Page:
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EDSA at 30: The Unfinished Struggle for Change

For Immediate Release

February 25, 2016

Reference: Berna Ellorin, BAYAN USA,



30 years ago today, approximately two million Filipinos poured into the streets of Manila and converged onto Epifanio de los Santos Avenue (EDSA) for 4 consecutive days of civil disobedience to block pending hostilities between warring factions of the Armed Forces of the Philippines and demand an end to the tyranny of Martial Law under Ferdinand Marcos. The demonstrators represented a broad united front of politicians, nuns, priests, professionals, health workers, teachers, students, workers, and urban poor.  As a newly-formed alliance, Bagong Alyansang Makabayan, or BAYAN, factored significantly the year prior in spearheading pro-democracy demonstrations all over the country that provided the crucial momentum for the financial and media center of Manila to follow suit in 1986. The overwhelming cry for change and an end to 14 years of Martial Law culminated into the toppling of the fascist dictator Marcos from Malacanang and the rise of Corazon Cojuangco-Aquino, widow of slain Marcos oppositionist Benigno Aquino Jr., into the presidency.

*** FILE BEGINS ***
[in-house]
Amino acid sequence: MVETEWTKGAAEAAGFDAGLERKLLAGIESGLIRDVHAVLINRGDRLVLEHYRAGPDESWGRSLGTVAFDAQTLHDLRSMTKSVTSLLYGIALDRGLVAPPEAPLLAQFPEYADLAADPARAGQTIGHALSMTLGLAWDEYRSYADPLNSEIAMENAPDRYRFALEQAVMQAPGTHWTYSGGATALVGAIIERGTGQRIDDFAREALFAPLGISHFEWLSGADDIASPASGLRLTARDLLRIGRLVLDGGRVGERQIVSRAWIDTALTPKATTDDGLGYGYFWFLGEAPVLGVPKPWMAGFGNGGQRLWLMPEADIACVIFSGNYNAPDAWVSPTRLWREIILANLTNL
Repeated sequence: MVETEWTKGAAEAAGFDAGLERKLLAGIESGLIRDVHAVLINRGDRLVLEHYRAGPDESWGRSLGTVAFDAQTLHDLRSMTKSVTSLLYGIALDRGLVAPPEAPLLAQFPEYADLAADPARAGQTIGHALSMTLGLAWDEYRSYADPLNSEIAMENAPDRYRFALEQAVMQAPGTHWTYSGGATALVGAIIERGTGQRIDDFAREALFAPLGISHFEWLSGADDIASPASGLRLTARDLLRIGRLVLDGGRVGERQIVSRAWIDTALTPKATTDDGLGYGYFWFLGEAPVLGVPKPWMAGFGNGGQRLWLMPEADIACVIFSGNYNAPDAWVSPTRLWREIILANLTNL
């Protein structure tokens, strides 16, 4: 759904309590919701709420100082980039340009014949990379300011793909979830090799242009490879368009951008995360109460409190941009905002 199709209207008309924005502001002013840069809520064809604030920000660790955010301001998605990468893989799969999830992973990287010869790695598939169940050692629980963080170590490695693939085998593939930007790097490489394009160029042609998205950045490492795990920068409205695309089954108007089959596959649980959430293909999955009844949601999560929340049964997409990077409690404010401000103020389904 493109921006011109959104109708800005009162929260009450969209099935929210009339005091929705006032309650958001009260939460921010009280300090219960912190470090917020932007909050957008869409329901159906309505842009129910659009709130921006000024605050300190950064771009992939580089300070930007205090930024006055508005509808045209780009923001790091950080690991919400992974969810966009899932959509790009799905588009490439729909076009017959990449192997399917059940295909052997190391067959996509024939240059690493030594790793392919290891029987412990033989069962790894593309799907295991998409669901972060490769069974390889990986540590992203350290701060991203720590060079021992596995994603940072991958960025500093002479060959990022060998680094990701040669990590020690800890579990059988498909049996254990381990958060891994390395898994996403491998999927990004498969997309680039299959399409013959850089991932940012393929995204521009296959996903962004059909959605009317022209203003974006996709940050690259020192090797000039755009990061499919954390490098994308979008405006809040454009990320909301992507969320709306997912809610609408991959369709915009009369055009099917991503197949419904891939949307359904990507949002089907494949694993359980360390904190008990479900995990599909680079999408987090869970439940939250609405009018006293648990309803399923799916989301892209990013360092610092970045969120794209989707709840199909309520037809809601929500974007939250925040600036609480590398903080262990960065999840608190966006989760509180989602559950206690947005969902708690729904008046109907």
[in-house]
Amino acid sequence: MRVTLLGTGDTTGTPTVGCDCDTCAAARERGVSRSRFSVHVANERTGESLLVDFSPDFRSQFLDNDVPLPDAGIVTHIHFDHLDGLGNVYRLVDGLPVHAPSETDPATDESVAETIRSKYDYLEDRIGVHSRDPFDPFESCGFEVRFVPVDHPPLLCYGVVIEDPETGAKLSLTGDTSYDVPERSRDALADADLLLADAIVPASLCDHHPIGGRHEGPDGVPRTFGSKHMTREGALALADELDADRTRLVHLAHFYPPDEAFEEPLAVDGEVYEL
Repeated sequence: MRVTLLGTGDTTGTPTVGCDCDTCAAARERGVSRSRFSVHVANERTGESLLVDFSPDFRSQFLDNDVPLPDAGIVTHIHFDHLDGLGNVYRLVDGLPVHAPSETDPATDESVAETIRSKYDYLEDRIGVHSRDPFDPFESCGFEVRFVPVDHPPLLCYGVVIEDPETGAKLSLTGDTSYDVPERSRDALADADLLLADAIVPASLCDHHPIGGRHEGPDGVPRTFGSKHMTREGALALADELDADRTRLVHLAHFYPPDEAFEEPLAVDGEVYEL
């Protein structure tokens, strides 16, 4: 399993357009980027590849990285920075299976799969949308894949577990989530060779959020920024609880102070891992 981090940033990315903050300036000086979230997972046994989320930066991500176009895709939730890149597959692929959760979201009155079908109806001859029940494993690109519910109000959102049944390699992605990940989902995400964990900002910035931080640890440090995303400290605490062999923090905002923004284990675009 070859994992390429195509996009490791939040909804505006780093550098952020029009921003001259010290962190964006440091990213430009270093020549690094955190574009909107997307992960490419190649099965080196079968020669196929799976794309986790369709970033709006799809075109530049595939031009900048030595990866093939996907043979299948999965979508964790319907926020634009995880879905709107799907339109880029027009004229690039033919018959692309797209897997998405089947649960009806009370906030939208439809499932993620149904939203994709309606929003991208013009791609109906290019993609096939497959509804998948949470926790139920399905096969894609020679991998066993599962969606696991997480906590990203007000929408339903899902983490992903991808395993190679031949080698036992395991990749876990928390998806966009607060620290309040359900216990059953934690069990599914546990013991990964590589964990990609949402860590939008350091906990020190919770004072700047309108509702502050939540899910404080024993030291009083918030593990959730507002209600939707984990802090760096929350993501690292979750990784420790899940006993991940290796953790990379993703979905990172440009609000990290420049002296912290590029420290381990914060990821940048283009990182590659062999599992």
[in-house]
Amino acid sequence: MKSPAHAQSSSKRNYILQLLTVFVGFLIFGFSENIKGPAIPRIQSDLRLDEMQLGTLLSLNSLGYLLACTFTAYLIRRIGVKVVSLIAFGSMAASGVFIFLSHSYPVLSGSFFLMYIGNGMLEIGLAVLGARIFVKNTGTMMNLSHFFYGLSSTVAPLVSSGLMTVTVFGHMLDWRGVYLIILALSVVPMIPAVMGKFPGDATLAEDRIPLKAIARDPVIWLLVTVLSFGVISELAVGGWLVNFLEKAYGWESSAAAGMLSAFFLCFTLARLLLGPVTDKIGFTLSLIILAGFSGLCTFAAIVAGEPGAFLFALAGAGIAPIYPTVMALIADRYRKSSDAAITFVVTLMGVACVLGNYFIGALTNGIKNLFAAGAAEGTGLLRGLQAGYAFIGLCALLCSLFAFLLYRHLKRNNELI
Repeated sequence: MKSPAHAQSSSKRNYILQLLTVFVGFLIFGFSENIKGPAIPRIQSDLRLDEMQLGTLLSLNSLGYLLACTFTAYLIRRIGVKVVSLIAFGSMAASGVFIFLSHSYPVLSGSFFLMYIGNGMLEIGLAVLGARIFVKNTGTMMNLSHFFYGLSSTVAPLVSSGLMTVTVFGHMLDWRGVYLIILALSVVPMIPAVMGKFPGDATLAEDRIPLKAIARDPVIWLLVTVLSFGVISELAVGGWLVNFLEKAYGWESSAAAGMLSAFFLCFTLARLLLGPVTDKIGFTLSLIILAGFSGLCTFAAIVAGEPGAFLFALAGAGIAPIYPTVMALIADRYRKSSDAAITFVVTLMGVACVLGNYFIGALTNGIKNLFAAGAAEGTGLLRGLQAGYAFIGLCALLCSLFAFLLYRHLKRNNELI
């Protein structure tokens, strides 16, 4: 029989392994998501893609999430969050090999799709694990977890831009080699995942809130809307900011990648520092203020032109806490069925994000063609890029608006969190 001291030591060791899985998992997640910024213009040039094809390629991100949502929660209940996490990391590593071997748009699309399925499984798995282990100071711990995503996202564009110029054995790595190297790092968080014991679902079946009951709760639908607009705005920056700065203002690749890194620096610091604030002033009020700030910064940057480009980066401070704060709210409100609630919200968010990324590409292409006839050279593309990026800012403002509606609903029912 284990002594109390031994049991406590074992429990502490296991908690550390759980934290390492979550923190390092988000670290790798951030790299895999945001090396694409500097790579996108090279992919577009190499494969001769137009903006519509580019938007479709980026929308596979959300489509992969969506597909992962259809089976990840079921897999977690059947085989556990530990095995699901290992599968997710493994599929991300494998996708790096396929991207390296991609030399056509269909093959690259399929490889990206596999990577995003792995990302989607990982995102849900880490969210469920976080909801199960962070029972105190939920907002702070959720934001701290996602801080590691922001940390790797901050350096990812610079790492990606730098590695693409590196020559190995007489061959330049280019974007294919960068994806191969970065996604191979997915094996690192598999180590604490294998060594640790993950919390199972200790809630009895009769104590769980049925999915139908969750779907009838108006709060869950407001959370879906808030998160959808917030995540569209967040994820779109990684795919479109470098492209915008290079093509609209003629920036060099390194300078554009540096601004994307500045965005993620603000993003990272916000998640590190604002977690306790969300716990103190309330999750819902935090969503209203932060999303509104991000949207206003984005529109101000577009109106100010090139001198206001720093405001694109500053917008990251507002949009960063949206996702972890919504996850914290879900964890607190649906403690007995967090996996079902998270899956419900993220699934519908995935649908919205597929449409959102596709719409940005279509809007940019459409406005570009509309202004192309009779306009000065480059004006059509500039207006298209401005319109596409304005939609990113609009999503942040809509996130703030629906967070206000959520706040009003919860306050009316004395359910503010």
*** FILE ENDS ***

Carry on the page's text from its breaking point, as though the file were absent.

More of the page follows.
As an alliance of Filipino organizations in the US, BAYAN USA believes fundamental change in the Philippines has yet to be realized. Thus the legacy of EDSA remains relevant, and the people’s struggle for change must continue. More than ever, the Philippines is in the throes of falling back to neocolonial fascist rule. Setting the stage for this is the return of US military facilities under the Enhanced Defense Cooperation Agreement (EDCA).


The Real Role of US Bases

American author and academic Noam Chomsky explains in his book “The Washington Connection and Third marcosesWorld Fascism” how US military bases in developing countries are the convergence points between US strategic economic and military interests, and in particular how US military bases serve as hubs for local fascist regimes in countries of interest to US corporations. As hubs, US military bases ensure these interests are met by providing training, weapons, surveillance technology, communications from the CIA and Pentagon, and aid for local police, paramilitaries, and military juntas to suppress dissent and the emergence of popular movements against the corporate takeover of Philippine land and sea territories and public assets for super-profits.